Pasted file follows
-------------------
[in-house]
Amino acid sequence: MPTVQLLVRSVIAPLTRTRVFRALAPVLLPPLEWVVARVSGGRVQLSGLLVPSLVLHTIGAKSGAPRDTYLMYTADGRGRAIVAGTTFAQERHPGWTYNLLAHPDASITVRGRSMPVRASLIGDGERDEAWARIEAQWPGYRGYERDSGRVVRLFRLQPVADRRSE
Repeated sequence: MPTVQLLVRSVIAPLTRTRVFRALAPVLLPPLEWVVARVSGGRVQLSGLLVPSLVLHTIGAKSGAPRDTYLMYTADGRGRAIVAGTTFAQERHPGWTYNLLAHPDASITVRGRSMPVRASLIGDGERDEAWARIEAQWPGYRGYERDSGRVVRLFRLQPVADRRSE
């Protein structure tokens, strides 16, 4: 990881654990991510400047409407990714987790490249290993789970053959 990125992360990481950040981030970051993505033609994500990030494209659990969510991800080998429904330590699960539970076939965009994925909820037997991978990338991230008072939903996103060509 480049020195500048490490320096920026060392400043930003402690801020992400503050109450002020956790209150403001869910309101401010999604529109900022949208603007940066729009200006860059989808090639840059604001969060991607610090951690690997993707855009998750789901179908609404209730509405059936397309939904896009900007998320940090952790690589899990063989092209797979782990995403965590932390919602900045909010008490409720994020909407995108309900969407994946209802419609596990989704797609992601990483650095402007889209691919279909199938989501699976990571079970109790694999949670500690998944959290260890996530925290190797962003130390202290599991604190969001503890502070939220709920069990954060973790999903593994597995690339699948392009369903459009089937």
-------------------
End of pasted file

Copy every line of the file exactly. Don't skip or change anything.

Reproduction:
[in-house]
Amino acid sequence: MPTVQLLVRSVIAPLTRTRVFRALAPVLLPPLEWVVARVSGGRVQLSGLLVPSLVLHTIGAKSGAPRDTYLMYTADGRGRAIVAGTTFAQERHPGWTYNLLAHPDASITVRGRSMPVRASLIGDGERDEAWARIEAQWPGYRGYERDSGRVVRLFRLQPVADRRSE
Repeated sequence: MPTVQLLVRSVIAPLTRTRVFRALAPVLLPPLEWVVARVSGGRVQLSGLLVPSLVLHTIGAKSGAPRDTYLMYTADGRGRAIVAGTTFAQERHPGWTYNLLAHPDASITVRGRSMPVRASLIGDGERDEAWARIEAQWPGYRGYERDSGRVVRLFRLQPVADRRSE
């Protein structure tokens, strides 16, 4: 990881654990991510400047409407990714987790490249290993789970053959 990125992360990481950040981030970051993505033609994500990030494209659990969510991800080998429904330590699960539970076939965009994925909820037997991978990338991230008072939903996103060509 480049020195500048490490320096920026060392400043930003402690801020992400503050109450002020956790209150403001869910309101401010999604529109900022949208603007940066729009200006860059989808090639840059604001969060991607610090951690690997993707855009998750789901179908609404209730509405059936397309939904896009900007998320940090952790690589899990063989092209797979782990995403965590932390919602900045909010008490409720994020909407995108309900969407994946209802419609596990989704797609992601990483650095402007889209691919279909199938989501699976990571079970109790694999949670500690998944959290260890996530925290190797962003130390202290599991604190969001503890502070939220709920069990954060973790999903593994597995690339699948392009369903459009089937």